The traditional philosophical arguments surrounding the nature of Truth, the “battle” between “Absolute Truth” and “Pure Relativism”, etc., are too often simplified and reduced to sloganeering and shouting matches which end up being nothing more than accusations as to whether one believes in a Higher Order of Being — or not. Yet, it is often a perspective upon appearances which determines the “truth” of a statement.
The U.S. Office of Personnel Management, in denying a Federal Disability Retirement application under FERS, takes a similar perspective on truth. They will take each medical condition cited, isolate each and minimize the impact of the separated medical conditions upon one’s ability or inability to perform the essential elements of one’s Federal or Postal position, and by approaching the “truth” this way, can purport to make your case appear “as if” you never had any case at all.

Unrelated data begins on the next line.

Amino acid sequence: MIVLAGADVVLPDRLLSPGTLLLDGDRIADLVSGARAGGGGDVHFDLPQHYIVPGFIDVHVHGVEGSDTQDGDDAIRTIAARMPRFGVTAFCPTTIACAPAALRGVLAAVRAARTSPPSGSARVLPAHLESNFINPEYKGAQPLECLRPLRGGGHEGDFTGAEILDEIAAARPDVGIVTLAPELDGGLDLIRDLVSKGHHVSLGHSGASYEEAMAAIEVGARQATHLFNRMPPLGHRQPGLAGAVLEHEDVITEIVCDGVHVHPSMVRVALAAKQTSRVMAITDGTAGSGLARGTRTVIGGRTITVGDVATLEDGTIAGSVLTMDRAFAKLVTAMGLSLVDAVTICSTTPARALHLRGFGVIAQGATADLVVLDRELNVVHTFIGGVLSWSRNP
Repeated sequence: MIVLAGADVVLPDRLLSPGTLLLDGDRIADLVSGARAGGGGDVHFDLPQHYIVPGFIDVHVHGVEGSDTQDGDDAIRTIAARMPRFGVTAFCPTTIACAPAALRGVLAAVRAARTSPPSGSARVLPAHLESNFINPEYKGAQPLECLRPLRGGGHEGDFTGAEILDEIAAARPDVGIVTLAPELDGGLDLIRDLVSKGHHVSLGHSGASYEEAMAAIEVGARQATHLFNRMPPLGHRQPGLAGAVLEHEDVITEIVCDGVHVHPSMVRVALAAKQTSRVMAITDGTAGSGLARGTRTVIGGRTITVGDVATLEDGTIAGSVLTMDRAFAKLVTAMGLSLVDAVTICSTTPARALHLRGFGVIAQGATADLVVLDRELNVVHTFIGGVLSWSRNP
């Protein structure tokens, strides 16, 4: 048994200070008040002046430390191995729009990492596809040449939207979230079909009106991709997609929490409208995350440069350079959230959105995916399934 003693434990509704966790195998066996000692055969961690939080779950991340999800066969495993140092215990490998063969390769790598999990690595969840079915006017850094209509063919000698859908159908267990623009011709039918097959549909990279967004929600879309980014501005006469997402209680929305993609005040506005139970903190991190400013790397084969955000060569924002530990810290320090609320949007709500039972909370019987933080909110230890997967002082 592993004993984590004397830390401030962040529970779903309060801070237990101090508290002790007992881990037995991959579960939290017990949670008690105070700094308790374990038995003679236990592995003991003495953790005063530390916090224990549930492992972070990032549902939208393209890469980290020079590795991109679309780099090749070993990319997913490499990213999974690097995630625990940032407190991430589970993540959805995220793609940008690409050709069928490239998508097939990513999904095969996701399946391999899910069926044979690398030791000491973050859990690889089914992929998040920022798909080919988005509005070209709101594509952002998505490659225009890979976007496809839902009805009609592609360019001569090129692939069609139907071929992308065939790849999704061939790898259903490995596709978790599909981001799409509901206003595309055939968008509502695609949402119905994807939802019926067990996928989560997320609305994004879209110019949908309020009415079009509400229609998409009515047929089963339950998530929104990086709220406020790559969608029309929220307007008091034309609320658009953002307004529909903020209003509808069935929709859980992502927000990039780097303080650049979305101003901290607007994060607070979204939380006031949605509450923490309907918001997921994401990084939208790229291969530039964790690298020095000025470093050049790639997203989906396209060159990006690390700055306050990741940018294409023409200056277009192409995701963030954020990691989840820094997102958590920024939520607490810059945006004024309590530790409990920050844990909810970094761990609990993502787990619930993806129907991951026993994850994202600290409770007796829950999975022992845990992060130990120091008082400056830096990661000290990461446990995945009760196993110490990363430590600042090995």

Now, some might critically argue that such an approach is “disingenuous” (i.e., somewhat akin to the “absolutist” argument), while others merely view this as “clever” (i.e., akin to the “relativists”). The point of OPM’s approach is to make you believe that you never had a chance to begin with, and to have you go away without filing for Reconsideration, thus reducing their caseload by a numerical insignificance until multiplied by an exponential factor of greater percentages.
The way to counter OPM’s argument? To identify their approach and counter it with a different, more powerful perspective on truth — by further medical documentation and more powerful legal argumentation which makes OPM’s argument impotent and irrelevant.
Robert R. McGill, Esquire